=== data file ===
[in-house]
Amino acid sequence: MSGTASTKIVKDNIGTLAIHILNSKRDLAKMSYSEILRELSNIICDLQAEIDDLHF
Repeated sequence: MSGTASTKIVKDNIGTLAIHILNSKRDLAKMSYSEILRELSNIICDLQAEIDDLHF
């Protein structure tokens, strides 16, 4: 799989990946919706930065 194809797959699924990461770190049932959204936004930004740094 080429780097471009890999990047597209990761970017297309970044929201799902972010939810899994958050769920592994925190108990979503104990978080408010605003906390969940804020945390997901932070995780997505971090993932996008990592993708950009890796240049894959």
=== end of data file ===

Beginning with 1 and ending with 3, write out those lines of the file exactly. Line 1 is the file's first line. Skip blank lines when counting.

[in-house]
Amino acid sequence: MSGTASTKIVKDNIGTLAIHILNSKRDLAKMSYSEILRELSNIICDLQAEIDDLHF
Repeated sequence: MSGTASTKIVKDNIGTLAIHILNSKRDLAKMSYSEILRELSNIICDLQAEIDDLHF